A home survey is an assessment, which provides information about the condition of a property. A house survey is not the same as a property valuation. A valuation is an estimate of the current market value of the property. A survey highlights potential issues related to the condition of the building. It is incredibly beneficial to invest in a building survey if you are purchasing property. There are different types of home surveys available. In this guide, we’ll explore the differences between house surveys to help you decide which option is best for you.
There are three main types of home surveys provided by chartered surveyors. These include:
A Level 1 home survey is an overview based on a visual inspection of the property. With this option, you can access information about the general condition of the house or flat and view ratings via a traffic light system. Red and amber flag up issues that need attention. This survey provides a summary of the building and provides general information about repairs that may be required and their importance in terms of the level of work needed.
A Level 2 survey is more detailed and expansive than the Level 1 survey. The assessment covers the main elements of the building, its grounds and the services at the property. No testing of services is included in the Level 2 survey. Concealed spaces are inspected and the report will contain information about repairs and maintenance issues and their relevance. A Level 2 survey will help you to determine how urgently you need to make repairs and the potential implications if you don’t take swift action, for example. You can also add a valuation to a Level 2 survey.
A Level 3 survey is the most comprehensive report available. This assessment contains a more detailed inspection of the building and its grounds in addition to observing services in action. The report offers information about the structure of the building, the materials used and the potential issues and defects buyers will have to deal with if they choose to proceed with the acquisition. The report should also offer an insight into potential risks posed by areas that cannot be accessed, advice about repairs and time frames and explanations or ideas related to the likely causes of defects.
The scope of a home survey varies according to which option you choose. Level 3 surveys are much more comprehensive than Level 1 reports. Here are some of the most significant factors to consider when choosing a survey:
A surveyor will inspect the roof from the hatch in a Level 1 survey. For a Level 2 survey, they will access the roof space and walk around if possible. For a Level 3 survey, the surveyor will move possessions with permission and inspect insulation and materials to provide more information about the condition of the roof and highlight issues and defects.
For Level 1 and 2 surveys, an RICS surveyor will open and inspect one window on each floor. For a Level 3 survey, the surveyor will inspect and open every window.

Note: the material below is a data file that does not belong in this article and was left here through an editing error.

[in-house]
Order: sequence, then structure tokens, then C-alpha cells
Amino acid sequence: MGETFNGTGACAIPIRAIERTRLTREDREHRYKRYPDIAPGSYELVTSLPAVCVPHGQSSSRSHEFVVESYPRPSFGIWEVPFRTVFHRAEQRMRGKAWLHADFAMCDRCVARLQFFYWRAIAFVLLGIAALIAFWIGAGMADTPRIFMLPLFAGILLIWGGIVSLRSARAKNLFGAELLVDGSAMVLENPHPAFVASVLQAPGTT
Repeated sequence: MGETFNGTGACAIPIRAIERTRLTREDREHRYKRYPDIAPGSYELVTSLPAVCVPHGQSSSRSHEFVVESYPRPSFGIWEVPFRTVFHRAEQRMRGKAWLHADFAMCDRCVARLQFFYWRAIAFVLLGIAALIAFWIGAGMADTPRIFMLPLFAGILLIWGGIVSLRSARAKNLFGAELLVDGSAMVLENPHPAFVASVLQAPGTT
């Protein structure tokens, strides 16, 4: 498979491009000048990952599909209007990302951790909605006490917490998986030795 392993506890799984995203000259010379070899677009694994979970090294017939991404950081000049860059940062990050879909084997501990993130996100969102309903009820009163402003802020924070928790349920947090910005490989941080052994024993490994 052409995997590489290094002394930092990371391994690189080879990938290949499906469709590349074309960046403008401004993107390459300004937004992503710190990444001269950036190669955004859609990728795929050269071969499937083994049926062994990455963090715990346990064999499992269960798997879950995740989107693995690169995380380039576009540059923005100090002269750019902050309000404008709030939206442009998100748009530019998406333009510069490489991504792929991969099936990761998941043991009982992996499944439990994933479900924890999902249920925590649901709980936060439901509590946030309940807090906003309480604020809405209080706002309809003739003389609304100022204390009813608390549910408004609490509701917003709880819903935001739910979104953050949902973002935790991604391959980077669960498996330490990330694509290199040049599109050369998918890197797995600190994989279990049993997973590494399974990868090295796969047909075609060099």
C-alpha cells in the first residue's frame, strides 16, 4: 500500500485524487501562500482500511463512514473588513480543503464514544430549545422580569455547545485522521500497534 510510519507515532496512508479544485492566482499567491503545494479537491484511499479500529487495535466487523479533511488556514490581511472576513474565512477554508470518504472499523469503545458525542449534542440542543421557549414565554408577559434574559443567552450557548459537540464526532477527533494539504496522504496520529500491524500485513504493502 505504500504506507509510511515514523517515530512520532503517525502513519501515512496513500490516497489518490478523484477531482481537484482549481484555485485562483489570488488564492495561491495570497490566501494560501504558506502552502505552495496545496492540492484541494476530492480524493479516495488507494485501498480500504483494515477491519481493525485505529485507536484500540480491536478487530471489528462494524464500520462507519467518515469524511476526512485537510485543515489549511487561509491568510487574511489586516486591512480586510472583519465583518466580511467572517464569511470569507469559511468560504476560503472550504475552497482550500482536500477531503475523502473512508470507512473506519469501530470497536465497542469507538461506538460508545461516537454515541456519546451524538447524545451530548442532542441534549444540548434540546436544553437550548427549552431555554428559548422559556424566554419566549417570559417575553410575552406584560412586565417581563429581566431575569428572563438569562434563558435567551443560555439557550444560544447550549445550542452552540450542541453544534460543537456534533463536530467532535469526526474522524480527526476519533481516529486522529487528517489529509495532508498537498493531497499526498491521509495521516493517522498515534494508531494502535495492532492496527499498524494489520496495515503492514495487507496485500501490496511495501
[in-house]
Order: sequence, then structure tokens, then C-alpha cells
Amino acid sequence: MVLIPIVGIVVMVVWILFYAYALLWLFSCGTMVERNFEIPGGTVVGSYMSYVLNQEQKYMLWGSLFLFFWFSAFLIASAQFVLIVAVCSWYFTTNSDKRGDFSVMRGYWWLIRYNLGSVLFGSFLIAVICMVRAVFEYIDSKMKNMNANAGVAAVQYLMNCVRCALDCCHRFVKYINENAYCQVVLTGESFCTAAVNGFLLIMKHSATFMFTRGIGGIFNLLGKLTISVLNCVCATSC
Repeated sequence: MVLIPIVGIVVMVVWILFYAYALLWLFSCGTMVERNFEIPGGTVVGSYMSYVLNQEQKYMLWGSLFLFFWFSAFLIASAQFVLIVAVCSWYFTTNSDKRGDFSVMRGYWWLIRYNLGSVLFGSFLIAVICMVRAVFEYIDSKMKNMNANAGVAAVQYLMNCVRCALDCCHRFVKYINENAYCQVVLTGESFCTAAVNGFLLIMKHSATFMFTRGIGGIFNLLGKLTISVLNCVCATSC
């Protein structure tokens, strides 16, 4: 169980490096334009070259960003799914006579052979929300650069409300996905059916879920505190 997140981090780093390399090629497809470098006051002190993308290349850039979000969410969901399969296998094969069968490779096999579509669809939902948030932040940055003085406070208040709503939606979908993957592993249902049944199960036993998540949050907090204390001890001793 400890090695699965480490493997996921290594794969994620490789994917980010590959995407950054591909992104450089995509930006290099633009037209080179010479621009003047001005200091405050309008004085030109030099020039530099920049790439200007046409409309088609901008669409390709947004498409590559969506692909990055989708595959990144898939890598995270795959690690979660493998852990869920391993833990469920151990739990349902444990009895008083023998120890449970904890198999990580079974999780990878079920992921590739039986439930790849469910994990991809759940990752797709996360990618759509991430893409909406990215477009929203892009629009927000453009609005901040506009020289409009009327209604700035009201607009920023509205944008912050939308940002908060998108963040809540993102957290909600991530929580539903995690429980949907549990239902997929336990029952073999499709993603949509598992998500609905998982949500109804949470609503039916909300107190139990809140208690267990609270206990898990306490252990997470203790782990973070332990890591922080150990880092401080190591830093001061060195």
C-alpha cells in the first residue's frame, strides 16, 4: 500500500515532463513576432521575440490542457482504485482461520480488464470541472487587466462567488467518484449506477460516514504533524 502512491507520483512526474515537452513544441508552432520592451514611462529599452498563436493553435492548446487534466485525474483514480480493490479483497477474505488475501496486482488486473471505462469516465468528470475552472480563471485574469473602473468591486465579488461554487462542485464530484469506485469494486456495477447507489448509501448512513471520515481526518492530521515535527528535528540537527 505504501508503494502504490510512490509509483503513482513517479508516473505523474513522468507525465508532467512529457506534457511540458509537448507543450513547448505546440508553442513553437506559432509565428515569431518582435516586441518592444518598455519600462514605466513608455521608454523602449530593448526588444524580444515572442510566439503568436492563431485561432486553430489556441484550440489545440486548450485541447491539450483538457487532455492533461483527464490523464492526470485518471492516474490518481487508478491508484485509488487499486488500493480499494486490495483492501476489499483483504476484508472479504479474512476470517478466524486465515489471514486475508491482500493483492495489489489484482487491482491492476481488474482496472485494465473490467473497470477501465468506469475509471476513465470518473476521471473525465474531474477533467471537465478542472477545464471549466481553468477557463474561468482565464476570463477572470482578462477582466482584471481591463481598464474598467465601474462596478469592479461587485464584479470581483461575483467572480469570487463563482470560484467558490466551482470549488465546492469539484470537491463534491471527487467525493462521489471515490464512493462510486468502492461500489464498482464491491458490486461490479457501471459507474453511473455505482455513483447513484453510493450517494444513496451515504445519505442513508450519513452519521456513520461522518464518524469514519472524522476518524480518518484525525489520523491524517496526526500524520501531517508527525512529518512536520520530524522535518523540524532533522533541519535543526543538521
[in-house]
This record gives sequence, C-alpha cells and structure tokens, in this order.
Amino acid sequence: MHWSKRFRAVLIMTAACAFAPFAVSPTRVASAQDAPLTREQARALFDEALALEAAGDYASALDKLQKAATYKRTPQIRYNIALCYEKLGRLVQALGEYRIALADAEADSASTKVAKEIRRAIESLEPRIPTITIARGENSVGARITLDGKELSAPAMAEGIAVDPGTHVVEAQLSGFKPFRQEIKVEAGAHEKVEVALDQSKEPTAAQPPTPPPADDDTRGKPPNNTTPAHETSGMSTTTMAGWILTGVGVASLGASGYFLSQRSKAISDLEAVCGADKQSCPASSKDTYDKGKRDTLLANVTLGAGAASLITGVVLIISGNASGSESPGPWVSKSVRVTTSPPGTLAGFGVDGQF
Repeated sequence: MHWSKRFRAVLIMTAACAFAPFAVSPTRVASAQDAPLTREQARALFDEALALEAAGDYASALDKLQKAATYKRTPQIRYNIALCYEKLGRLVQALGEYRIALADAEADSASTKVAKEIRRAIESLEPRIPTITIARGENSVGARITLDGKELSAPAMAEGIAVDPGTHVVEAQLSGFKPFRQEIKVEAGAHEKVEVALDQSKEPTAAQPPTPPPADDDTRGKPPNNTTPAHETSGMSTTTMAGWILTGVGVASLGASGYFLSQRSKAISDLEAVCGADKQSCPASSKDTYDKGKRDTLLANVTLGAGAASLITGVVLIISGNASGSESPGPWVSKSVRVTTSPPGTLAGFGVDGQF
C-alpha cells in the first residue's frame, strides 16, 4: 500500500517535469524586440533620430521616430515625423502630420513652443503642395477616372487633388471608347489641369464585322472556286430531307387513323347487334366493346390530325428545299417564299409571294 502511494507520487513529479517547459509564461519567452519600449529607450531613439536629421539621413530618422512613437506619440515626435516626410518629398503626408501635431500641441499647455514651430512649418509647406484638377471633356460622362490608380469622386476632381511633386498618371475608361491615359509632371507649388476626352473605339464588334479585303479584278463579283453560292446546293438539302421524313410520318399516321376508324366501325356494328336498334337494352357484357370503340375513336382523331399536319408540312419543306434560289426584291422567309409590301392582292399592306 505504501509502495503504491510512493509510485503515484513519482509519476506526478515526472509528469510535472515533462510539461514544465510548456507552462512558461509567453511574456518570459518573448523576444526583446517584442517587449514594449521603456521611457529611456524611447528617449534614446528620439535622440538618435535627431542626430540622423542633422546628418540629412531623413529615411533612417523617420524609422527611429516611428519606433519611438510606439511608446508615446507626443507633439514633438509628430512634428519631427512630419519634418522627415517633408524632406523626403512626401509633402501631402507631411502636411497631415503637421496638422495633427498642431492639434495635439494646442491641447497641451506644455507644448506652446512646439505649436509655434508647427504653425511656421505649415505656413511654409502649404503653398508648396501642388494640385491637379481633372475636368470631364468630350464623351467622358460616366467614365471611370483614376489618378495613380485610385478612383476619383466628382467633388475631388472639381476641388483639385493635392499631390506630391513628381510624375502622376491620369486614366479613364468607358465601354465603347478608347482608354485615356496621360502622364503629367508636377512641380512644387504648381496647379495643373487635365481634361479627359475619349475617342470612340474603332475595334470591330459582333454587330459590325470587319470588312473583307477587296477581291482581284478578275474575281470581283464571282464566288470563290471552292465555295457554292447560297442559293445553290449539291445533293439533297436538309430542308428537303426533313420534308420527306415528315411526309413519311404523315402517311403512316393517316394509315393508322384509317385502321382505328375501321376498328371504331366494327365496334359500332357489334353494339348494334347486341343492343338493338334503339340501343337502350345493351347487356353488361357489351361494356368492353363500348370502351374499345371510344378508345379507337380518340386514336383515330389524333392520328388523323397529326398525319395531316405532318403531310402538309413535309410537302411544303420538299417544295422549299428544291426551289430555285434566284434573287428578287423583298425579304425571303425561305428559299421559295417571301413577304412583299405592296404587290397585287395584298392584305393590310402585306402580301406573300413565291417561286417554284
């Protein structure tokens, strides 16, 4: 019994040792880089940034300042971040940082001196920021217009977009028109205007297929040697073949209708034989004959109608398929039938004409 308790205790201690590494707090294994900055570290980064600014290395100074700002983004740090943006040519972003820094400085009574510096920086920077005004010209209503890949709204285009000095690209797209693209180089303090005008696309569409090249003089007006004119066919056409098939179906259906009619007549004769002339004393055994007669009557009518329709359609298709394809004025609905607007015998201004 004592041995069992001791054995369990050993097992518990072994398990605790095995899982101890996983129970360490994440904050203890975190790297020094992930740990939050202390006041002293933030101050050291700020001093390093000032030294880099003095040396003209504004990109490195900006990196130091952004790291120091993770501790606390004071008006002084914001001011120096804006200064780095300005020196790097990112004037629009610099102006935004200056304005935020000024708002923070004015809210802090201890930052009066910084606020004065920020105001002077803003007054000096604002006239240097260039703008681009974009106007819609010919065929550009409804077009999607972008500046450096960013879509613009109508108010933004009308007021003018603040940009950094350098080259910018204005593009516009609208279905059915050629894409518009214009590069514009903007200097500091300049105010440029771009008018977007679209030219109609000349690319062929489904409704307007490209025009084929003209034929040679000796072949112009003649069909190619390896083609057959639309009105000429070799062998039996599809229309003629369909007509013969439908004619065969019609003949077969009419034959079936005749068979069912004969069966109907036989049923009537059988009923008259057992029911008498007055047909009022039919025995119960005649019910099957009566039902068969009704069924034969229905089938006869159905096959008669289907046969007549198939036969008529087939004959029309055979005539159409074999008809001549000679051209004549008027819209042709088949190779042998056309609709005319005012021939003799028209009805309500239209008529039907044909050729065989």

For a Level 1 survey, the surveyor will visually inspect the floors and test the stability via the heel drop test (this involves using the heel of the foot to stamp on the floor). For a Level 2 survey, the process is the same but the surveyor will also lift any hatches to assess the floor beneath. For a Level 3 survey, the surveyor will move furniture and lift exposed or loose flooring to inspect the area closely. They will also note down signs of sloping or deterioration.
A Level 1 survey includes a basic visual inspection of the grounds. A Level 2 survey provides more detail through a thorough inspection, which may involve using ladders to assess areas that are not visible from the ground. The Level 3 survey is the same as the Level 2 survey, but the surveyor will flag any issues that could cost money to repair or resolve.
It is unlikely that a Level 1 report will contain any information about drainage. Level 2 surveys include a visual assessment of drains, while Level 3 surveys may include information about draining processes if the surveyor was able to observe and assess functionality.
Level 2 home surveys are the most common type of building survey. Level 1 surveys may be suitable for small properties that are relatively new and in good condition, but Level 2 surveys are recommended for most buyers. This type of building survey is suitable for conventional homes, which have been constructed using common materials. Level 3 surveys are best for buyers looking to purchase old properties and those who are interested in taking on building work and projects, such as homes that need renovating or restoring. If you are unsure about which survey is best for you, contact an RICS surveyor and ask for recommendations based on your requirements.
Home surveys provide information about the condition of a building. If you are thinking about making an offer, or you have found your dream home and you want to proceed with the acquisition, it’s hugely beneficial to pay for a house survey. Surveys can flag up issues that may not be visible during a viewing, they can provide reassurance for buyers and they can help you to avoid encountering unexpected costs further down the line. There are three types of surveys available. If you are buying an old house or a property that needs a lot of work, it’s wise to invest in a Level 3 survey, which is the most comprehensive type of report.